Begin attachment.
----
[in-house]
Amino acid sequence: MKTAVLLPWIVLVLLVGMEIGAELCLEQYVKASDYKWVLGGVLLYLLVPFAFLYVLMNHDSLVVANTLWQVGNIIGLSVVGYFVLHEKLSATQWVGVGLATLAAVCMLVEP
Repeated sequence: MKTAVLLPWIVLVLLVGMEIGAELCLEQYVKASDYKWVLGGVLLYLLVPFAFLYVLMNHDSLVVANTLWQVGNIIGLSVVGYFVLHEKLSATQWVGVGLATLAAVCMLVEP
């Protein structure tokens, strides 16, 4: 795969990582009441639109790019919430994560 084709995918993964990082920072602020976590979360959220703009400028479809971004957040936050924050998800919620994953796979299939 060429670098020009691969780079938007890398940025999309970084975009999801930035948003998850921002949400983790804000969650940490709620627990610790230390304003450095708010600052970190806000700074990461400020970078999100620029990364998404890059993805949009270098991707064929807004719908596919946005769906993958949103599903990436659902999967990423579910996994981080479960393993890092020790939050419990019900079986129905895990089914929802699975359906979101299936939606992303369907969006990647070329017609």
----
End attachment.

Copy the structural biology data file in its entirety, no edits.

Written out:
[in-house]
Amino acid sequence: MKTAVLLPWIVLVLLVGMEIGAELCLEQYVKASDYKWVLGGVLLYLLVPFAFLYVLMNHDSLVVANTLWQVGNIIGLSVVGYFVLHEKLSATQWVGVGLATLAAVCMLVEP
Repeated sequence: MKTAVLLPWIVLVLLVGMEIGAELCLEQYVKASDYKWVLGGVLLYLLVPFAFLYVLMNHDSLVVANTLWQVGNIIGLSVVGYFVLHEKLSATQWVGVGLATLAAVCMLVEP
């Protein structure tokens, strides 16, 4: 795969990582009441639109790019919430994560 084709995918993964990082920072602020976590979360959220703009400028479809971004957040936050924050998800919620994953796979299939 060429670098020009691969780079938007890398940025999309970084975009999801930035948003998850921002949400983790804000969650940490709620627990610790230390304003450095708010600052970190806000700074990461400020970078999100620029990364998404890059993805949009270098991707064929807004719908596919946005769906993958949103599903990436659902999967990423579910996994981080479960393993890092020790939050419990019900079986129905895990089914929802699975359906979101299936939606992303369907969006990647070329017609």